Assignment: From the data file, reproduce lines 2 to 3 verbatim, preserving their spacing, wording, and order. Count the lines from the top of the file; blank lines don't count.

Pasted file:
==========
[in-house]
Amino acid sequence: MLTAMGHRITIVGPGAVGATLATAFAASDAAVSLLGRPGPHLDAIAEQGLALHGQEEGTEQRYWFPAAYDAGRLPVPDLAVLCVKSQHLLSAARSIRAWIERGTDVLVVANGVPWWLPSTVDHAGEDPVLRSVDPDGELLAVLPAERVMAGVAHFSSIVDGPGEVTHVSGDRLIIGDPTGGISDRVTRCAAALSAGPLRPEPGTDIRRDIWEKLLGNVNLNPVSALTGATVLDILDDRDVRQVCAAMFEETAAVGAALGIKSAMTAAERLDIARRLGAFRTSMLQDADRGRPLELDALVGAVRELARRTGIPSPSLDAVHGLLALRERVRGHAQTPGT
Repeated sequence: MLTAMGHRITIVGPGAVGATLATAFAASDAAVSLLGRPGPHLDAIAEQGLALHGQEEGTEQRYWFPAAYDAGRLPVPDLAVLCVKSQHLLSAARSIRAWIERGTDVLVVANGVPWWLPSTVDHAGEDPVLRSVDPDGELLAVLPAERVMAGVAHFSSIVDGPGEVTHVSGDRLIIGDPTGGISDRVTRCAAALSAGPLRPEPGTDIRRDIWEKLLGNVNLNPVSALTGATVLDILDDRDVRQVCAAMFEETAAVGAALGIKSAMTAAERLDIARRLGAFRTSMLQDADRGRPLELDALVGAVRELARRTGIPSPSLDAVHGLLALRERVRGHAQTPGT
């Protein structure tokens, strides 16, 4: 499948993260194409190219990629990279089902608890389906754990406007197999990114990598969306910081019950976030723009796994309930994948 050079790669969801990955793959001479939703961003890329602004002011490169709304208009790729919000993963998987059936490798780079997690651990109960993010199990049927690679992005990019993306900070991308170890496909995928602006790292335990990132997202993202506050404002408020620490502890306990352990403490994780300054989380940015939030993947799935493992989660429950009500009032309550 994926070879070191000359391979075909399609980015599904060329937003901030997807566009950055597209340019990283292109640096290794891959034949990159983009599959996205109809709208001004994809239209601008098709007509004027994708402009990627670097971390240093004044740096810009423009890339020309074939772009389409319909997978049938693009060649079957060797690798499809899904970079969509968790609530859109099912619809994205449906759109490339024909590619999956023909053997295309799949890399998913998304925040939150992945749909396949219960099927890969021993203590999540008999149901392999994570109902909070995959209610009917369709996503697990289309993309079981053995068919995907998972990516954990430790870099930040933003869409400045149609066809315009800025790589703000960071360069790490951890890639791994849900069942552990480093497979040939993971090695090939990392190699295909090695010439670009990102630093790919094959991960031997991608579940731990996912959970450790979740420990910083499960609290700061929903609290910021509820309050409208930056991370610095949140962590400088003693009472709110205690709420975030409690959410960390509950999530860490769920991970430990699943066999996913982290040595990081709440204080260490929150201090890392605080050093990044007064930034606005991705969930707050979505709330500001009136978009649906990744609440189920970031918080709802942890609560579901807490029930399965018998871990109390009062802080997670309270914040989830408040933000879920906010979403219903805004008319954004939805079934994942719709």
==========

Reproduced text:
Amino acid sequence: MLTAMGHRITIVGPGAVGATLATAFAASDAAVSLLGRPGPHLDAIAEQGLALHGQEEGTEQRYWFPAAYDAGRLPVPDLAVLCVKSQHLLSAARSIRAWIERGTDVLVVANGVPWWLPSTVDHAGEDPVLRSVDPDGELLAVLPAERVMAGVAHFSSIVDGPGEVTHVSGDRLIIGDPTGGISDRVTRCAAALSAGPLRPEPGTDIRRDIWEKLLGNVNLNPVSALTGATVLDILDDRDVRQVCAAMFEETAAVGAALGIKSAMTAAERLDIARRLGAFRTSMLQDADRGRPLELDALVGAVRELARRTGIPSPSLDAVHGLLALRERVRGHAQTPGT
Repeated sequence: MLTAMGHRITIVGPGAVGATLATAFAASDAAVSLLGRPGPHLDAIAEQGLALHGQEEGTEQRYWFPAAYDAGRLPVPDLAVLCVKSQHLLSAARSIRAWIERGTDVLVVANGVPWWLPSTVDHAGEDPVLRSVDPDGELLAVLPAERVMAGVAHFSSIVDGPGEVTHVSGDRLIIGDPTGGISDRVTRCAAALSAGPLRPEPGTDIRRDIWEKLLGNVNLNPVSALTGATVLDILDDRDVRQVCAAMFEETAAVGAALGIKSAMTAAERLDIARRLGAFRTSMLQDADRGRPLELDALVGAVRELARRTGIPSPSLDAVHGLLALRERVRGHAQTPGT